Monday, October 29, 2012

“Is Fear holding you back as a writer?”

I want to pose this question to you today.  What is stopping you from writing?  There are times in our lives, and this has happened to me, where I have feared putting pen to paper or fingers to keyboard.  Yet, I have learned that the more I write, the more I am able to write, if that makes sense.

Going back between 1999 [when I first started writing seriously] and 2009, I was a prolific writer.  I’ve always written but it was after attending a nurses’ twenty year reunion in May of 1999,  I really went for it.  They were such an inspiring group of people, some whom I’d kept in touch with for years, others I hadn’t seen since 1982, but that night lit a flame for me.   I went home and wrote a short story entitled ‘The Reunion’ based on that night.

I typed it up and submitted it to Woman’s Realm.  I only had an electric typewriter back then although soon I had a computer and went on line and it changed my world.  That short story was rejected but I received a handwritten message from the editor which I still have somewhere which said, ‘I am SO sorry we don’t accept unsolicited stories.  Good luck!’  I didn’t even know what unsolicited meant back then.  Although it was a rejection, somehow it gave me hope.  I read into that message, rightly or wrongly, that she liked the story and it might be worth submitting elsewhere.  So I thought the best thing to do might be to mix with other writers and learn more.

I joined a writing group that was run by a tutor from Cardiff University, this was at Dowlais library.  And whilst I imagined the members would be men in dickie bows who liked nothing better than to smoke cigars and sport monocles; and women in their satin dressing gowns who reclined on chaise lounges like Barbara Cartland, they were nothing of the sort.  They were just every day folk who had a talent for writing and I learned so much from them.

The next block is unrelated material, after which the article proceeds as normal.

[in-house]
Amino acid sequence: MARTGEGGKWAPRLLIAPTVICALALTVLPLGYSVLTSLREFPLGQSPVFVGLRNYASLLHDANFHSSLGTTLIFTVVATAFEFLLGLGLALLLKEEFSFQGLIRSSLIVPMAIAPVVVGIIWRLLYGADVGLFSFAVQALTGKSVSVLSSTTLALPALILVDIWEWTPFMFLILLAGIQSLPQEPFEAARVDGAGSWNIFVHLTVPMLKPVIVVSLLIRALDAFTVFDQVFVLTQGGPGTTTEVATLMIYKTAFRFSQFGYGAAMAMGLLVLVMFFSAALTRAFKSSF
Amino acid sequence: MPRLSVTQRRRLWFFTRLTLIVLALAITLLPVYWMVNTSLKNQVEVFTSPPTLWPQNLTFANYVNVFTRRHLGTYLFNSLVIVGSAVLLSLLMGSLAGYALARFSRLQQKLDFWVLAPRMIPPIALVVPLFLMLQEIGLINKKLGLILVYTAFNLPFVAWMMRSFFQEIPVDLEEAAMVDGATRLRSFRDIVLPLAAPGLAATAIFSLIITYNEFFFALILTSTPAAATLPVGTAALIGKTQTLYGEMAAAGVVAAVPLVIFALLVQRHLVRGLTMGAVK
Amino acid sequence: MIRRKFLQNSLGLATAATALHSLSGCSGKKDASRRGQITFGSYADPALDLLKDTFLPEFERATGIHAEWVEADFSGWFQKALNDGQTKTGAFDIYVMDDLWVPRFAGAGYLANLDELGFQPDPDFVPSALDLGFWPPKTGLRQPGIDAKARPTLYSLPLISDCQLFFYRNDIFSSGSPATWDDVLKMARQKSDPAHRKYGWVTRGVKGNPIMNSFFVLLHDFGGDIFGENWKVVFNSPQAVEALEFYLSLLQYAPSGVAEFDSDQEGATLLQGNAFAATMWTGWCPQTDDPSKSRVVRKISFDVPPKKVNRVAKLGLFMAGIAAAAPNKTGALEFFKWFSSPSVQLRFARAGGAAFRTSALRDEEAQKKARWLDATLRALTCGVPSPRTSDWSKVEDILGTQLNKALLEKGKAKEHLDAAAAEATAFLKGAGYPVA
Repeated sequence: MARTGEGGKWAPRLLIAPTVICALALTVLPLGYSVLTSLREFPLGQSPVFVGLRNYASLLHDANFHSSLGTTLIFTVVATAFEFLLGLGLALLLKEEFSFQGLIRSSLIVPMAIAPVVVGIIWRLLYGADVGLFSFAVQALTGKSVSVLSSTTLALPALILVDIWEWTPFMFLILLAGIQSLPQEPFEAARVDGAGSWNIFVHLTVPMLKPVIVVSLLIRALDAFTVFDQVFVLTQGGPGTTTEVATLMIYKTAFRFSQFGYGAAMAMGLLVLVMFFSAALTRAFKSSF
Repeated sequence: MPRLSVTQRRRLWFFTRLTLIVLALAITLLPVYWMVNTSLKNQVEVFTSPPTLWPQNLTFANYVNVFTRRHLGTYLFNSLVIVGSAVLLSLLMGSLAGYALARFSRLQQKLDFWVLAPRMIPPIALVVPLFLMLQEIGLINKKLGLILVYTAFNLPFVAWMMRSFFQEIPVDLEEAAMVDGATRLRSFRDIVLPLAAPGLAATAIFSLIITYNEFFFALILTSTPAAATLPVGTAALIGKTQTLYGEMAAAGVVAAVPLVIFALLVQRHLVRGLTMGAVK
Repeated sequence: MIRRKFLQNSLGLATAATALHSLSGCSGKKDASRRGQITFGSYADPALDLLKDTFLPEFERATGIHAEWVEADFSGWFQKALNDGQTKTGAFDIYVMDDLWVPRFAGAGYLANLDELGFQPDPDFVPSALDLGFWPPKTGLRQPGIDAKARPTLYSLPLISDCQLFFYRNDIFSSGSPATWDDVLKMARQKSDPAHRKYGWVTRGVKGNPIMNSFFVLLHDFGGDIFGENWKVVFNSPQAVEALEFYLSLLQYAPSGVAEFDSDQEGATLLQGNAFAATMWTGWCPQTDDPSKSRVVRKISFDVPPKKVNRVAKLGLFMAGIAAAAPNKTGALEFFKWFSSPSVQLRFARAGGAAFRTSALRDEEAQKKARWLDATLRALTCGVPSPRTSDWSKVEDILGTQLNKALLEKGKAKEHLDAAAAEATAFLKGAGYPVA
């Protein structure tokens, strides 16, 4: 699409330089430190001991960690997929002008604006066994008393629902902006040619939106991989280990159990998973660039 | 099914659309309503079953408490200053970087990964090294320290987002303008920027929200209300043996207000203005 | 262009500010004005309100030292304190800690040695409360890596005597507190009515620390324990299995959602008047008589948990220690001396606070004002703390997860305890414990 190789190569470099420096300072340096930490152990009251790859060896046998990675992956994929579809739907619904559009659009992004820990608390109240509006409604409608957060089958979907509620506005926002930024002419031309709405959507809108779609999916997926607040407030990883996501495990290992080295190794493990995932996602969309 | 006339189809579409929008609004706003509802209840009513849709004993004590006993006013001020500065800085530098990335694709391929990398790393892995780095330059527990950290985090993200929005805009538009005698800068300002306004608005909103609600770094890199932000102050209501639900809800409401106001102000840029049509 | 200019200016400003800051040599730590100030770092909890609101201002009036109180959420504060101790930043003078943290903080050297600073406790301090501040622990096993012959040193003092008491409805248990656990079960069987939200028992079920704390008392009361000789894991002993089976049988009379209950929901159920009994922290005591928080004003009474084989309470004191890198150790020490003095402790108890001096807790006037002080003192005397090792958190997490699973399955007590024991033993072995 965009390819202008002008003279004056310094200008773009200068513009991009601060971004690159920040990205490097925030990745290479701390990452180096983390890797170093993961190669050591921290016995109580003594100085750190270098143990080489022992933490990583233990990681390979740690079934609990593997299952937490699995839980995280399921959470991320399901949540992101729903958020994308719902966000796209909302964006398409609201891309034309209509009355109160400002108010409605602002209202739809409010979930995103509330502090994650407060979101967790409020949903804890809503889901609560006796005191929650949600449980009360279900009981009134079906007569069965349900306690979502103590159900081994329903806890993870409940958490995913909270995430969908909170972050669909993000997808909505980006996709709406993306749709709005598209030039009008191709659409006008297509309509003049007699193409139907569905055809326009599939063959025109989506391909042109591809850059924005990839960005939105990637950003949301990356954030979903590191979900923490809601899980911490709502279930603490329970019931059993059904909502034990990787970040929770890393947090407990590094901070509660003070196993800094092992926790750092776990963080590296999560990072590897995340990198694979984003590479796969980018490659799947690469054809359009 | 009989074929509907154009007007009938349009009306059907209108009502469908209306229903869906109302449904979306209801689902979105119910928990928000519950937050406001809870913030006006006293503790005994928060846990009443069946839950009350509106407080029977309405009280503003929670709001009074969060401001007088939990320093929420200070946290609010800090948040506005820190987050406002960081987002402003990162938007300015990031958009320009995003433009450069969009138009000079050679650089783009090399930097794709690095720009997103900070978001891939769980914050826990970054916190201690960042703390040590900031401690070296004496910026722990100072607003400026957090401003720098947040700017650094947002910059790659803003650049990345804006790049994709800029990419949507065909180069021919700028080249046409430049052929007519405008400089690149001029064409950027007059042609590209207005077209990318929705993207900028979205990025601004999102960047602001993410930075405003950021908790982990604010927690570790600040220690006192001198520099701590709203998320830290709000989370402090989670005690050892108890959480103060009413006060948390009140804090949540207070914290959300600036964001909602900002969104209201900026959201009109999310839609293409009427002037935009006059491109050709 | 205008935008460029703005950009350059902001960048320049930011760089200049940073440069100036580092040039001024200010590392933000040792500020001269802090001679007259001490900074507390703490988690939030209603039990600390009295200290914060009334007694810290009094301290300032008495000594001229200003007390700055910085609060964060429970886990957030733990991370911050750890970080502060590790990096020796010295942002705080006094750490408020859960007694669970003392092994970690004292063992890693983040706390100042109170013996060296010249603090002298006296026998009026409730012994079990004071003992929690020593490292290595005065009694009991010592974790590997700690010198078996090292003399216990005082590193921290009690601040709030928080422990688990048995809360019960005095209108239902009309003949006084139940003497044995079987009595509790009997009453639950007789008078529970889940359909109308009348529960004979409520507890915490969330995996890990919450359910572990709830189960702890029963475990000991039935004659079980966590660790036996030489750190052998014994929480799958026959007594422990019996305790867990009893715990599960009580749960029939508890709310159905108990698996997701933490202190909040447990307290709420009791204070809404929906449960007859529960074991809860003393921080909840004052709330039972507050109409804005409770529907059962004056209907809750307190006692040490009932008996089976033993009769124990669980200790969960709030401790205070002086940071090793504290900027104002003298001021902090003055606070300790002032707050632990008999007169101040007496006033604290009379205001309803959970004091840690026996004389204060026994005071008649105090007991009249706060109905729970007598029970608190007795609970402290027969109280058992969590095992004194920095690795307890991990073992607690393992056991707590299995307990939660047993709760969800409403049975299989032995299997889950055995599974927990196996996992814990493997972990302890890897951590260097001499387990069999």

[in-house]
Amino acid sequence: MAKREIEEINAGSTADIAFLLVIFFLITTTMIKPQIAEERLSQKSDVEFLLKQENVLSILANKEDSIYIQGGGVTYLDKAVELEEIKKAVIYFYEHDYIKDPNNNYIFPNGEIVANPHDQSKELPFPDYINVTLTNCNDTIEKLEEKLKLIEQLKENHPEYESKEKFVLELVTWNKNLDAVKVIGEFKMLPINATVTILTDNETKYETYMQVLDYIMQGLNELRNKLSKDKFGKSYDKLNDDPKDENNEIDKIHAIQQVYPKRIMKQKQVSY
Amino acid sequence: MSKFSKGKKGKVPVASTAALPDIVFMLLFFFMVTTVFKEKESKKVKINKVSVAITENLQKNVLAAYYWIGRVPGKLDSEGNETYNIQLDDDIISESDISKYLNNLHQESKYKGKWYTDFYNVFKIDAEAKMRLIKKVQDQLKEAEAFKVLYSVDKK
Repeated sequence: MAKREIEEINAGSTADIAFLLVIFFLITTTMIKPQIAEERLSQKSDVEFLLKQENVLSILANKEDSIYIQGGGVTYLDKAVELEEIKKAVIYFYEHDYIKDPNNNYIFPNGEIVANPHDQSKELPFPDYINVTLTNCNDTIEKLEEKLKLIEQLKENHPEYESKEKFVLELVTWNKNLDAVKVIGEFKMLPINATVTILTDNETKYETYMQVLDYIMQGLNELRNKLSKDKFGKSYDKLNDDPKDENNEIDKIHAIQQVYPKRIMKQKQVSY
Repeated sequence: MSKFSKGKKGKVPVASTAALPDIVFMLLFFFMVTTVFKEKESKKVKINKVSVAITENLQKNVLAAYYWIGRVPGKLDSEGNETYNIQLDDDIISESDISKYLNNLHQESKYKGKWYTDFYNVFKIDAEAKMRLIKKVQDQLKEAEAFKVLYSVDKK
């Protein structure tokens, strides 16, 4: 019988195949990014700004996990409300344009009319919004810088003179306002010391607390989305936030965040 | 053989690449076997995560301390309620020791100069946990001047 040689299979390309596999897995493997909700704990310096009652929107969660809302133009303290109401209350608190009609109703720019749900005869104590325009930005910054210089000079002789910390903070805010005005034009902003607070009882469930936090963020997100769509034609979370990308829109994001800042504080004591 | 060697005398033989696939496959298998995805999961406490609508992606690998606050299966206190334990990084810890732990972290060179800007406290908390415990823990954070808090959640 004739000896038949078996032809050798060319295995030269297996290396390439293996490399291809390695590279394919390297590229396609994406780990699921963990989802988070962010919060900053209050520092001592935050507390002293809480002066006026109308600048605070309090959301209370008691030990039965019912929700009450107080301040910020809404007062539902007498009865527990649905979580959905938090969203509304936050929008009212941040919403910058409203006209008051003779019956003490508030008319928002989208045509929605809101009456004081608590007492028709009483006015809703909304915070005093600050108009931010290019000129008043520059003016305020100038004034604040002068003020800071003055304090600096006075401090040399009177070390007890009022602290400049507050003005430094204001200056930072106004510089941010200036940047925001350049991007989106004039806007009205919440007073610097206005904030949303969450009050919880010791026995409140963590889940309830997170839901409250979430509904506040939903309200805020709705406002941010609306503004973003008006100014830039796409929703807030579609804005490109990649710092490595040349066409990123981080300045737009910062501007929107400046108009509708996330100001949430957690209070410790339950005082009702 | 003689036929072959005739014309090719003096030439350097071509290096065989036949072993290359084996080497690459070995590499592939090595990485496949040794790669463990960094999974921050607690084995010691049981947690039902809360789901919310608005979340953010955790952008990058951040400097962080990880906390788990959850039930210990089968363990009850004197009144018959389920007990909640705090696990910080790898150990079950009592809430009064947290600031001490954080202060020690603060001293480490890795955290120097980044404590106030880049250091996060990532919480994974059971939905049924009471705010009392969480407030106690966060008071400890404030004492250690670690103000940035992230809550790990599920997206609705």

Once I started going to the group every Tuesday afternoon, which was held in the basement of Dowlais library, there was no holding me back.  We were given writing exercises and expected to return with a short story, poem or essay by the following Tuesday, and I always did!  The thought of showing up the following week not having anything to read out to the group, mortified me.  Often though, I would scribble something down quickly before I left the house or in a café in town before taking the bus to Dowlais.  Yet, the funny thing was, those off-the-cuff pieces were often my best work.

Since then I’ve hardly stopped writing, even though I no longer attend the group.  I’ve written short stories, articles, poems and novels.  I’ve even had work published in magazines, on websites and at publishing houses.  I’ve written during breaks at work, on buses, trains, waiting rooms, park benches, etc.

I am a big believer in the fact that if you want to write you will.  Nothing or no one will stop you.
Something highly traumatic happened to me during August of 2009.  I had just completed the first year of my Open University Diploma in Literature and Creative Writing.  I could have given it up the way I felt as my world crumbled.  It was if someone had stepped into my life and thrown a grenade.  Nothing made sense to me any longer.